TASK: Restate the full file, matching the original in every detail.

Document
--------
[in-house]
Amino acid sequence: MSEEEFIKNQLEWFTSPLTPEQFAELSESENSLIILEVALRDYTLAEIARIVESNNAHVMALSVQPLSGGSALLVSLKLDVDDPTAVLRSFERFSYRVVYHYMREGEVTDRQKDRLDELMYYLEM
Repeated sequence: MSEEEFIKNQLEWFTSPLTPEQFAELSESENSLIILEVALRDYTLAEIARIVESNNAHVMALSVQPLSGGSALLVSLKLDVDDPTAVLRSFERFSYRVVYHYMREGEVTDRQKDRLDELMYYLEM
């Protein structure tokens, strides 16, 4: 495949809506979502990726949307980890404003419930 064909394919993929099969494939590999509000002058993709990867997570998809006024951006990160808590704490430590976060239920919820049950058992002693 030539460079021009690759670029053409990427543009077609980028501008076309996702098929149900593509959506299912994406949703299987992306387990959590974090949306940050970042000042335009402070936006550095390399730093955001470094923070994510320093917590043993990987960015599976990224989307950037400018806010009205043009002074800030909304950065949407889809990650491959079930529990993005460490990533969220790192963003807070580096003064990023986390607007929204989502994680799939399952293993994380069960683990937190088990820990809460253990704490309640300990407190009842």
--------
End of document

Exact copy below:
[in-house]
Amino acid sequence: MSEEEFIKNQLEWFTSPLTPEQFAELSESENSLIILEVALRDYTLAEIARIVESNNAHVMALSVQPLSGGSALLVSLKLDVDDPTAVLRSFERFSYRVVYHYMREGEVTDRQKDRLDELMYYLEM
Repeated sequence: MSEEEFIKNQLEWFTSPLTPEQFAELSESENSLIILEVALRDYTLAEIARIVESNNAHVMALSVQPLSGGSALLVSLKLDVDDPTAVLRSFERFSYRVVYHYMREGEVTDRQKDRLDELMYYLEM
């Protein structure tokens, strides 16, 4: 495949809506979502990726949307980890404003419930 064909394919993929099969494939590999509000002058993709990867997570998809006024951006990160808590704490430590976060239920919820049950058992002693 030539460079021009690759670029053409990427543009077609980028501008076309996702098929149900593509959506299912994406949703299987992306387990959590974090949306940050970042000042335009402070936006550095390399730093955001470094923070994510320093917590043993990987960015599976990224989307950037400018806010009205043009002074800030909304950065949407889809990650491959079930529990993005460490990533969220790192963003807070580096003064990023986390607007929204989502994680799939399952293993994380069960683990937190088990820990809460253990704490309640300990407190009842």